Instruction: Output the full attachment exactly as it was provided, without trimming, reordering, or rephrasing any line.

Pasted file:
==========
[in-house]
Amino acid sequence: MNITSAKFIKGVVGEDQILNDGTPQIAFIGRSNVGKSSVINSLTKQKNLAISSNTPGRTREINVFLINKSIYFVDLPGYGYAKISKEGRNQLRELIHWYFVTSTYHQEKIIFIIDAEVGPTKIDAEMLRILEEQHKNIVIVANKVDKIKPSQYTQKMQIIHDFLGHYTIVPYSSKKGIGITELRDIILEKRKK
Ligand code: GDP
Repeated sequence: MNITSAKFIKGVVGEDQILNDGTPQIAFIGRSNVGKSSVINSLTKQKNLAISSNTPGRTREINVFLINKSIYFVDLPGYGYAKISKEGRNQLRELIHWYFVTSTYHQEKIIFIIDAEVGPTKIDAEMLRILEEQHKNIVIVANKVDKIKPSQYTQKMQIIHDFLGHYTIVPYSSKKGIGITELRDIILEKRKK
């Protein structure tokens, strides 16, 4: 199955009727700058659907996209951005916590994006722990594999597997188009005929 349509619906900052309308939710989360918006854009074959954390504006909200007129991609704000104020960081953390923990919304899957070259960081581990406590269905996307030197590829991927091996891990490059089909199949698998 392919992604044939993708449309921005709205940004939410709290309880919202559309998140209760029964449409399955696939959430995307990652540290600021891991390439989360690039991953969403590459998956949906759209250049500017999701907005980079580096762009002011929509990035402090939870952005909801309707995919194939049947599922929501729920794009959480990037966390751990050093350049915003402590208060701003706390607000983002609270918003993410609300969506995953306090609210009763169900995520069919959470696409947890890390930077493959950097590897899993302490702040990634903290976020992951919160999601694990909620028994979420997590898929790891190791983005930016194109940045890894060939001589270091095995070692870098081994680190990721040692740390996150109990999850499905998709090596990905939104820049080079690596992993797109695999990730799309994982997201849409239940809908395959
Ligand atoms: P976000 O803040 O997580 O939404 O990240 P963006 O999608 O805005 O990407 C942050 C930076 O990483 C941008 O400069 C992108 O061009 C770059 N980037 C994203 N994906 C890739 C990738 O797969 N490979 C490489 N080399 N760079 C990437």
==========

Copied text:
[in-house]
Amino acid sequence: MNITSAKFIKGVVGEDQILNDGTPQIAFIGRSNVGKSSVINSLTKQKNLAISSNTPGRTREINVFLINKSIYFVDLPGYGYAKISKEGRNQLRELIHWYFVTSTYHQEKIIFIIDAEVGPTKIDAEMLRILEEQHKNIVIVANKVDKIKPSQYTQKMQIIHDFLGHYTIVPYSSKKGIGITELRDIILEKRKK
Ligand code: GDP
Repeated sequence: MNITSAKFIKGVVGEDQILNDGTPQIAFIGRSNVGKSSVINSLTKQKNLAISSNTPGRTREINVFLINKSIYFVDLPGYGYAKISKEGRNQLRELIHWYFVTSTYHQEKIIFIIDAEVGPTKIDAEMLRILEEQHKNIVIVANKVDKIKPSQYTQKMQIIHDFLGHYTIVPYSSKKGIGITELRDIILEKRKK
């Protein structure tokens, strides 16, 4: 199955009727700058659907996209951005916590994006722990594999597997188009005929 349509619906900052309308939710989360918006854009074959954390504006909200007129991609704000104020960081953390923990919304899957070259960081581990406590269905996307030197590829991927091996891990490059089909199949698998 392919992604044939993708449309921005709205940004939410709290309880919202559309998140209760029964449409399955696939959430995307990652540290600021891991390439989360690039991953969403590459998956949906759209250049500017999701907005980079580096762009002011929509990035402090939870952005909801309707995919194939049947599922929501729920794009959480990037966390751990050093350049915003402590208060701003706390607000983002609270918003993410609300969506995953306090609210009763169900995520069919959470696409947890890390930077493959950097590897899993302490702040990634903290976020992951919160999601694990909620028994979420997590898929790891190791983005930016194109940045890894060939001589270091095995070692870098081994680190990721040692740390996150109990999850499905998709090596990905939104820049080079690596992993797109695999990730799309994982997201849409239940809908395959
Ligand atoms: P976000 O803040 O997580 O939404 O990240 P963006 O999608 O805005 O990407 C942050 C930076 O990483 C941008 O400069 C992108 O061009 C770059 N980037 C994203 N994906 C890739 C990738 O797969 N490979 C490489 N080399 N760079 C990437």